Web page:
Freemasonry is a brand, blue its colour, the Square & Compass is its logo, supported with value statements like “Making Good Men Better” and “Our Principles Make a Difference"

Brief history

Ever since I can remember I have memories of every Thursday evening my Father going to Lodge. It was normal and openly discussed that he was going. No secret society but a place where he liked to go. My brother and I always mentioned his shoes that we called “Lodge shoes” it was a sort of hint for us to know that it was Thursday and Dad was going to Lodge when he was (and still is) wearing those shoes.

"Lodge shoes" from WBro J∴ W∴ T∴

In our house, when growing up, we had a variety of Masonic symbols and artefacts. I remember, as an example, my father making an ink drawing depicting the 4th degree (Scottish Rite).

Ink drawing by J∴ W∴ T∴ 4<sup>th</sup> degree Scottish Rite
Ink drawing by J∴ W∴ T∴ 4th degree Scottish Rite

So, for me freemasonry was something that was almost spoon fed, it was normal and not secretive. When on Holidays visiting the big cathedrals all over France my brother and I would be looking for the stonemason’s markings and dad would tell us the heroic stories of the build of these cathedrals or kings that ruled the land.

Enough about my upbringing but thought it to be of importance to be noted that Freemasonry plays a very important part in my father’s life, due to the fact he was open about it and didn’t make a secret out of it I have a lot of memories about it.

Amsterdam 1st degree

When I was raised to M∴ M∴ I was very eager to visit the Lodge of my father, this place where my father went all his life and where I met so many people from already during my life. Some whom have played a very important part in my life as well on a personal level.

My dad’s lodge, La Paix No 4 is housed in a beautiful building designed by the famous architect Kuijpers, who also designed the Central station in Amsterdam and the Rijksmuseum. The Lodge room itself is minimal with an altar, a perfect ashlar, made out of marble by my brother, Brother M∴.

The degree, in essence, is the same - a candidate coming from darkness into light, however, the way the ritual is done is substantially different. Let me stress at this point that I do not see it as better or worse than the Irish way, it is just different (which in itself is the beauty of Freemasonry that we have differences in all we do and are). It explains more, it makes things clearer from the get-go, whereas the Irish ask you to study and read up on what just happened.

The ritual starts in the Chamber of reflection. From wiki:

Although the impact of the chamber's furniture must of necessity be personal, the symbolism relates to hermetic and alchemical correspondences. The chamber itself is symbolic of a cave, introducing the candidate to the alchemical element of earth. (He will meet the others in the temple.) The skull (often with crossed bones) is an obvious symbol of mortality, and coupled with the hourglass, points to the brevity of mortal existence. Bread and water indicate simplicity. The rooster symbolises the alchemical principle of mercury, which partnered with the salt and sulphur, symbolise faith, hope and charity. "V.I.T.R.I.O.L." or vitriol (sulphuric acid) is interpreted as "visita interiora terrae, rectificandoque, invenies occultum lapidem", or "visit the interior of the earth, and purifying it, you will find the hidden stone." This is another way of saying "look within yourself for the truth".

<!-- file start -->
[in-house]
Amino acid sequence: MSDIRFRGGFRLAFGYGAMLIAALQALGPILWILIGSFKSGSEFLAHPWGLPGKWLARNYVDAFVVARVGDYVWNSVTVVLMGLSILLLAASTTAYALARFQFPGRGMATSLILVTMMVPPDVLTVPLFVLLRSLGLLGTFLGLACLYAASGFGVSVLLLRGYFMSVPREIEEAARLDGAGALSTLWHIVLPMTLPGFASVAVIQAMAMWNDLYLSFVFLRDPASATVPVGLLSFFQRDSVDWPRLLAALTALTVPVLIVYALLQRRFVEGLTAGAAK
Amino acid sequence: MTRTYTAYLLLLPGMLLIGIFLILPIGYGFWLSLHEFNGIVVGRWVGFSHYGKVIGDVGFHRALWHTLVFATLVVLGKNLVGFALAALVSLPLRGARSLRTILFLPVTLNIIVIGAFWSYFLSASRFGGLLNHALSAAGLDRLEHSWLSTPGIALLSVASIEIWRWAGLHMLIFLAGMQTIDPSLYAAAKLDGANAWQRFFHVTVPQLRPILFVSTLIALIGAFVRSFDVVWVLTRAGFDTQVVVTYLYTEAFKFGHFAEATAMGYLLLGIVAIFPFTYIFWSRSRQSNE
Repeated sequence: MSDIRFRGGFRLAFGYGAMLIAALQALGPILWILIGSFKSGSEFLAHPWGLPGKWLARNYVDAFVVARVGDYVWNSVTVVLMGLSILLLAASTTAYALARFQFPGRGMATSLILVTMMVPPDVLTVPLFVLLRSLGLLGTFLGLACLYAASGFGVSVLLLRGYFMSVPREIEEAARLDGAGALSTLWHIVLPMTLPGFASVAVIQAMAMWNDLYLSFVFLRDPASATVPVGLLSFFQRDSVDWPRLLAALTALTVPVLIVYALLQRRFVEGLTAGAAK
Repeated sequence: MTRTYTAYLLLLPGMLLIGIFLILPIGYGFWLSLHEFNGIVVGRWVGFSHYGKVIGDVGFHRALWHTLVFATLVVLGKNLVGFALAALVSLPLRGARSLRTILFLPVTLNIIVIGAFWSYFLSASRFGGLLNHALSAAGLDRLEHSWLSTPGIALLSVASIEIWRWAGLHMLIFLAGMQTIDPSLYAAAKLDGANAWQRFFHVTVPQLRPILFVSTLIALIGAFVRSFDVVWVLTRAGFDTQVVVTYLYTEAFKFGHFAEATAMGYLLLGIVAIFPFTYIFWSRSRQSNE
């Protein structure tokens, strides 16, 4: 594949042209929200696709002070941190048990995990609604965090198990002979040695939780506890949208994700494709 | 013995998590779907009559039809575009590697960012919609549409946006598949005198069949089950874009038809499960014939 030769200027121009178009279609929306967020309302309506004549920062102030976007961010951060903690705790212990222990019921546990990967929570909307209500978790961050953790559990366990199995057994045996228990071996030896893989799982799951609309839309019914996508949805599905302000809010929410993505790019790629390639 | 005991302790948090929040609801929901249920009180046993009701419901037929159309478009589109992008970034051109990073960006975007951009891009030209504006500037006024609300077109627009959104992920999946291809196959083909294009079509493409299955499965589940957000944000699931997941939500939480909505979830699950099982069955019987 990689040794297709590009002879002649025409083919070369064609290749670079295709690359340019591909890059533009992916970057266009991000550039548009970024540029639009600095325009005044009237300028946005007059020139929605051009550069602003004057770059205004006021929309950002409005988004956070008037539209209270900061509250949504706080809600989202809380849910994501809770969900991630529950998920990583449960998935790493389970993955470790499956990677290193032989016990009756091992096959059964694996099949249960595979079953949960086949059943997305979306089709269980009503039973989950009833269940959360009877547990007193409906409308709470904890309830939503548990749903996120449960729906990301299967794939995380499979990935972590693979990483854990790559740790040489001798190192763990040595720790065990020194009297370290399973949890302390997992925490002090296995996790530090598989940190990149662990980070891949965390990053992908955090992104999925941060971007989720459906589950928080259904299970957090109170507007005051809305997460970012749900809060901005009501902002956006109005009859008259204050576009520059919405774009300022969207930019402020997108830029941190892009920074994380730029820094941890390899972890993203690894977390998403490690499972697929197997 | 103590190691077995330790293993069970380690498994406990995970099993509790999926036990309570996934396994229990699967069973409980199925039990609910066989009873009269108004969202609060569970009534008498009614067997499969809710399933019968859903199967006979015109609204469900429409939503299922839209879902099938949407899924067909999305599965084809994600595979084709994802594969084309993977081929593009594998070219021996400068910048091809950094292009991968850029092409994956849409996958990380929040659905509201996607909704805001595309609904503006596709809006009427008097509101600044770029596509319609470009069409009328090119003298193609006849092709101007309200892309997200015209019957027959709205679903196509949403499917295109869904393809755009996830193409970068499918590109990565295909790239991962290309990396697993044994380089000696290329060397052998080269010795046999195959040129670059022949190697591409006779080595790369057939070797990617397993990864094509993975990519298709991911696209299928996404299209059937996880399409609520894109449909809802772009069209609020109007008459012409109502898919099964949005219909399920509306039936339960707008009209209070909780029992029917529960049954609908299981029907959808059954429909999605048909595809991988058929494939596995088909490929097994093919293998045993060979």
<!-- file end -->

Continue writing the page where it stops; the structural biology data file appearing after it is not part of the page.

I might write another article one day about the chamber as I find it a very powerful way to start the journey into the light.

Two fundamental and prevailing moments in my opinion during the degree were, first, when the candidate was asked to kneel next to the tracing board that again was next to the place with the rough ashlar and was asked to hit with the common gavel and chisel several times (E∴ A∴ knocks) on the physical stone.
As to make it abundantly clear that we chisel away imperfection of this stone, ourselves, to form it into the perfect ashlar, to form part of the bigger building, the temple of humanity.

Second, when the ritual was almost finished a mentor was appointed who would guide the E∴ A∴ into his journey up to M∴ M∴.


The ritual was performed perfectly and gave a good insight into what was to be expected of the E∴ A∴ in his first year in Freemasonry. The last entered apprentice was also taking part in explaining what just had happened to the newly initiated E∴ A∴. Again, a way to assist the Brethren who just joined to learn about the degree of E∴ A∴ and become slowly more aware of the meaning of it.

Freemasonry is OK

It was wonderful to be there in Amsterdam with my Brother, Brother M∴ (Concordia Vincit Animos), my Father Most Worshipful Brother J∴ W∴ T∴, (La Paix No4.) and my Cousin, Brother N∴ M∴ (Victoria IV).

To bring family together amongst the brotherhood and to see my father so joyous was fantastic. To experience Amsterdam in a different light and to be able to see the lodge building from within, where my father for as long as I remember visited, was really special. The Brethren from La Paix showed the Dutch way of brotherhood and welcomed the Irish with open arms. The Brotherhood sees no boundaries and doesn’t resent differences but embraces them. If people ask me: “what is Freemasonry?” I would answer: "Freemasonry is OK!"